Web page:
POSTSCRIPT / October 12, 2008 / Sunday


Philippine STAR Columnist

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Presumption of malice in libel cases is unfair

NO JAIL TERM: Some quarters want to “decriminalize” libel. This means dropping the imprisonment aspect of penalties for those convicted of libel and limiting liabilities to payment of civil damages.

Working journalists should welcome that. We do appreciate the scrapping of prison terms, but that may not be necessary — as long as state prosecutors and judges are fair and they reject the inducements of complainants with money and influence.

In a level field, true journalists can defend what they write.

Whatever direction the decriminalization move takes, the Supreme Court has taken the initiative of advising judges in the lower courts to avoid imposing jail sentences (and only render judgment for damages) in libel convictions.

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MALICE PRESUMED: As expected, some lawmakers whose hearts allegedly bleed for poor newspapermen keep pushing for the decriminalizing of libel. Thank you.

But I would prefer that they work instead on amending the law on libel to REMOVE THE UNFAIR PRESUMPTION OF MALICE on the part of the writer even before the trial starts.

Under our system of laws, one is presumed innocent until proved guilty. The prior presumption of malice in libel cases goes against this basic rule.

Under certain circumstances, a writer sued for libel is presumed BY LAW to have been motivated by malice or ill will. He has to overturn this negative presumption to get off the hook.

This violation of journalists’ right to equal protection should be expunged from the penal code.

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ELEMENTS OF LIBEL: Libel as defined under Article 353 of the Revised Penal Code is — I am now using the language of the law — a public and malicious imputation of a crime, or of a vice or defect, real or imaginary, or any act, omission, condition, status or circumstance tending to discredit or cause the dishonor or contempt of a natural or juridical person, or to blacken the memory of one who is dead.

From this definition we cull the elements of libel: (a) imputation of a discreditable act or condition to another; (b) publication of the imputation; (c) identity of the person defamed; and, (d) existence of malice.

These elements of libel — except malice — are easy to prove or disprove since the published piece is there as public exhibit.

The main defense line in libel cases is to show that at least one element is missing. If one element is not there, there is no libel. It is that simple.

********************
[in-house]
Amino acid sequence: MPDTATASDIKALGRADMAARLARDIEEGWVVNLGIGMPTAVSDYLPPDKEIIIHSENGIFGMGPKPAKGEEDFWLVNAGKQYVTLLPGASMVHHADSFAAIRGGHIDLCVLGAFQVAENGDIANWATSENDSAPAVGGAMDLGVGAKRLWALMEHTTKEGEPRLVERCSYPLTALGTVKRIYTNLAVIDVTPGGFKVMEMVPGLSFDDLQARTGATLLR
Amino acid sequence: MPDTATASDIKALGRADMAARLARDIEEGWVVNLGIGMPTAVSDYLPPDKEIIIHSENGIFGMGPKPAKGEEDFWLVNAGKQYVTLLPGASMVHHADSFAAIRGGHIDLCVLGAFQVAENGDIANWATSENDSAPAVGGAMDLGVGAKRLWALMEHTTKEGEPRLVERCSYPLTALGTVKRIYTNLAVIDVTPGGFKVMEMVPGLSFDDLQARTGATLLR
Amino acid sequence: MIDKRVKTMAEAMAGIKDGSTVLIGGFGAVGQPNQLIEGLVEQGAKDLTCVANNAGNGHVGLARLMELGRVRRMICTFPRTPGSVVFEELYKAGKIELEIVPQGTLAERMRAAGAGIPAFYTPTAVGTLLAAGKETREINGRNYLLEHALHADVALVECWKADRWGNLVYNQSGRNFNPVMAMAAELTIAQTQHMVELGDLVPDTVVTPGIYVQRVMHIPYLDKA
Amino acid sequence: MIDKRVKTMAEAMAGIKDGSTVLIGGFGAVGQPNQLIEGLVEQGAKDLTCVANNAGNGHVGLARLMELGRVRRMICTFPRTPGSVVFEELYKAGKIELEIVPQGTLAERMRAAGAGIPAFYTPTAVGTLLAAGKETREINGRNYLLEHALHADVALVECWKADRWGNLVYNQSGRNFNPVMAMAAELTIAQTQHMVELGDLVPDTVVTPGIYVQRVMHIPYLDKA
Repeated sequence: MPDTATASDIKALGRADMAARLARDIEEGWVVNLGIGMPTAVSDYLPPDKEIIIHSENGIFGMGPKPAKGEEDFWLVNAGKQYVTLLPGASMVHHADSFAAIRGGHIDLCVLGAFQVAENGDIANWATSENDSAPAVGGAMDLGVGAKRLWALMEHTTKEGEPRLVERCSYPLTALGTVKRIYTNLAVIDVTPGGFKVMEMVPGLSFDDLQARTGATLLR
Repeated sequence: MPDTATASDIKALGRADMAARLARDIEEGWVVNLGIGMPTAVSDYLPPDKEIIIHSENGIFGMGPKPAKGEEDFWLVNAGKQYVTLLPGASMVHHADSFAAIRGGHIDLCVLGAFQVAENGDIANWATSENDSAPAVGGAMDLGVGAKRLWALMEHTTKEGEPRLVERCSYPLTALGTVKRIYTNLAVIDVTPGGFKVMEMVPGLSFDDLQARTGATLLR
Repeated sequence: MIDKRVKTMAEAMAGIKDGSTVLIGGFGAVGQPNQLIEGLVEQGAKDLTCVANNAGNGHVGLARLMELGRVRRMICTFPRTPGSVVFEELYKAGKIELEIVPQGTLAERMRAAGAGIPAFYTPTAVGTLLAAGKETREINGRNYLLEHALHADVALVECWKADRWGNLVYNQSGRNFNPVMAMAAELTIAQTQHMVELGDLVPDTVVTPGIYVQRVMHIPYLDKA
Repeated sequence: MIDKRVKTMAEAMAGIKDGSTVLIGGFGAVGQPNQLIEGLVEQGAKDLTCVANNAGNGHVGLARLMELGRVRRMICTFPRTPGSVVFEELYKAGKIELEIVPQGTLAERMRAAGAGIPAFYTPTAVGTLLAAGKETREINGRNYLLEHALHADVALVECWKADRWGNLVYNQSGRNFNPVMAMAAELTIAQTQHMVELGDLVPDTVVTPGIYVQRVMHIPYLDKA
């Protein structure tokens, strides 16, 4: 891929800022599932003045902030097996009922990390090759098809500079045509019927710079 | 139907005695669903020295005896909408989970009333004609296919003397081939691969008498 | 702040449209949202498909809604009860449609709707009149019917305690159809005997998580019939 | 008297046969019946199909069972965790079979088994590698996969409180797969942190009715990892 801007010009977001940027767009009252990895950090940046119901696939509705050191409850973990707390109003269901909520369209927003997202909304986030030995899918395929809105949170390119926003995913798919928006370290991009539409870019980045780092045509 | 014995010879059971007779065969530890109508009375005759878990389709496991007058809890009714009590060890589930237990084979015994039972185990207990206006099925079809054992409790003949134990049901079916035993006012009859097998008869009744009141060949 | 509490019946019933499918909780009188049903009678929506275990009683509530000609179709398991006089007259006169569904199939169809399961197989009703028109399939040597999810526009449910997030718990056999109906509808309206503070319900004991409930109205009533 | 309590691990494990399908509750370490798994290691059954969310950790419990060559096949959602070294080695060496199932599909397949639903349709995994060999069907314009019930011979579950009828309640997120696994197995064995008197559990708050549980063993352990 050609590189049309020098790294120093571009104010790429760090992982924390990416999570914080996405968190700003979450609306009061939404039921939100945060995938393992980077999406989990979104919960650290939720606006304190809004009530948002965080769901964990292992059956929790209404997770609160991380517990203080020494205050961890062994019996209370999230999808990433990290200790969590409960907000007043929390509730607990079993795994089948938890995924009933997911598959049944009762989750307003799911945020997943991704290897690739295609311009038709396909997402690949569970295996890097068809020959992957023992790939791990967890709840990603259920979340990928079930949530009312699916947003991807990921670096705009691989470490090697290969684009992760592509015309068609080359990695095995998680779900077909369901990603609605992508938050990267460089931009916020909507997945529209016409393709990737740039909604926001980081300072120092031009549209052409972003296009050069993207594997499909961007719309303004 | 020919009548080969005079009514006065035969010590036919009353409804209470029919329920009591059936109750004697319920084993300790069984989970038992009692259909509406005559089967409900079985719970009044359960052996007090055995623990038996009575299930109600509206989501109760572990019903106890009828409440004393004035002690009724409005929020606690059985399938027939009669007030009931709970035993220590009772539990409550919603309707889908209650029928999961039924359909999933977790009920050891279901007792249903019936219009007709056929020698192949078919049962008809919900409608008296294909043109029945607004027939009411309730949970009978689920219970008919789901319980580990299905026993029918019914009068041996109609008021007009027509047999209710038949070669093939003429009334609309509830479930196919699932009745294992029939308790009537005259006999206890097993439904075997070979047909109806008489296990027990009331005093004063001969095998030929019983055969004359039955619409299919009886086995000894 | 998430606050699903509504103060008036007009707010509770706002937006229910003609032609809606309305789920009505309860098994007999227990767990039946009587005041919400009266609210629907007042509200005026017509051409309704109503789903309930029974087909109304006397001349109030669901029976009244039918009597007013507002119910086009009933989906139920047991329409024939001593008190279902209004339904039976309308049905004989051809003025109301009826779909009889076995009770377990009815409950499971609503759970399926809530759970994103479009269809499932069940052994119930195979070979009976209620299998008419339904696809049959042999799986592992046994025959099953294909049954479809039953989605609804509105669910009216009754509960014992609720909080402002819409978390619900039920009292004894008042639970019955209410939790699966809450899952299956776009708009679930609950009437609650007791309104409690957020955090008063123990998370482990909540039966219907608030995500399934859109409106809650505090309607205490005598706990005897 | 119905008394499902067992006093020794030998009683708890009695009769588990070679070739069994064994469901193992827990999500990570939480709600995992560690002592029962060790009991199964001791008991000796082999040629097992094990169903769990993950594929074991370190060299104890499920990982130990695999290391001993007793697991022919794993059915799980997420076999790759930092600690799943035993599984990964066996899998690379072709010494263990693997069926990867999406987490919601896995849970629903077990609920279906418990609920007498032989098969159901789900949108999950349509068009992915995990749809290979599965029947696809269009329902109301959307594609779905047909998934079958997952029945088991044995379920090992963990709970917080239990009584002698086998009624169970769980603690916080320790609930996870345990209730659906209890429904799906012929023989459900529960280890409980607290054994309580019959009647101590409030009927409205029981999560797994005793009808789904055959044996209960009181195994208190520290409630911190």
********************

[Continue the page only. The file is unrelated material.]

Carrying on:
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MALICE IN LAW: And among the elements, malice is the most difficult to prove because it is mainly in the mind.

However, the law as it is now written presumes that malice is present in every defamatory imputation. Article 354 of the Revised Penal Code says: 

“Every defamatory imputation is presumed to be malicious, even if it be true, if no good intention and justifiable motive for making it is shown, except in the following cases:

“1. A private communication made by any person to another in the performance of any legal, moral or social duty; and

“2. A fair and true report, made in good faith, without any comments or remarks, of any judicial, legislative or other official proceedings which are not of confidential nature, or of any statement, report or speech delivered in said proceedings, or of any other act performed by public officers in the exercise of their functions.”

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PRIVILEGED: The usual defense against malice in law is to show that the matter written about is qualifiedly privileged.

For instance, when a reporter writes on a privilege speech delivered by a senator on an alleged scandal and persons are mentioned, the writer shares in the lawmaker’s (parliamentary) immunity and his report is deemed privileged.

Once it is established that the article is privileged, the burden of proving actual malice (malice in fact) rests on the complainant.

My thesis is that from the very beginning, the burden of proving malice should rest on the complainant and not merely presumed by law (malice in law).

It should not be that difficult to rewrite or amend the law to give journalists the same universal right to presumption of innocence.

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NOTEPAD: Because of the scare over China goods, some merchants and repackers do not indicate where the products were made. But the bar code will reveal that. If made in China, the bar code starts with 690, 691 or 692. If made in Taiwan, the bar code starts with 471. Samples of other bar codes’ initial digits: 00 to 09, USA and Canada products; 30 to 37, France; 40 to 44, Germany; 49, Japan; 50, United Kingdom.

… As of end of July, the national government debt stood at P3.966 trillion, 41 percent of which was with foreign creditors and 59 percent with domestic creditors. In effect, each of us 90.4 Filipinos is indebted by P43,871. The foreign debt declined by P33 billion or two percent from the end-June level, because of the government’s P1 billion net repayment, P4 billion net appreciation of third currencies against the US dollar and P7 billion appreciation of the peso against the dollar.

… Reports from Pampanga have it that the campaign to recall Gov. Eddie “Among Ed” Panlilio has gathered at least 200,000 signatures of voters. The minimum requirement for a political unit as big as Pampanga is 100,000 or 10 percent of the voting population.

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(First published in the Philippine STAR of October 12, 2008)

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